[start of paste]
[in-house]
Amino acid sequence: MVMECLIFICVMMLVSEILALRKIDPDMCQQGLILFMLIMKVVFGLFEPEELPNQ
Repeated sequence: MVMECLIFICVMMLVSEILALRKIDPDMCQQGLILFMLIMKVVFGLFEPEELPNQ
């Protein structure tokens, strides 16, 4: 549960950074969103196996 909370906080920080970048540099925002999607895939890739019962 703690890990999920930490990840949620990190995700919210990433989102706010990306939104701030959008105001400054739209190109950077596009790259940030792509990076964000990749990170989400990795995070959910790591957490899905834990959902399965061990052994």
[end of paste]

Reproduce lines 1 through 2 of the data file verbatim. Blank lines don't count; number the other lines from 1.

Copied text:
[in-house]
Amino acid sequence: MVMECLIFICVMMLVSEILALRKIDPDMCQQGLILFMLIMKVVFGLFEPEELPNQ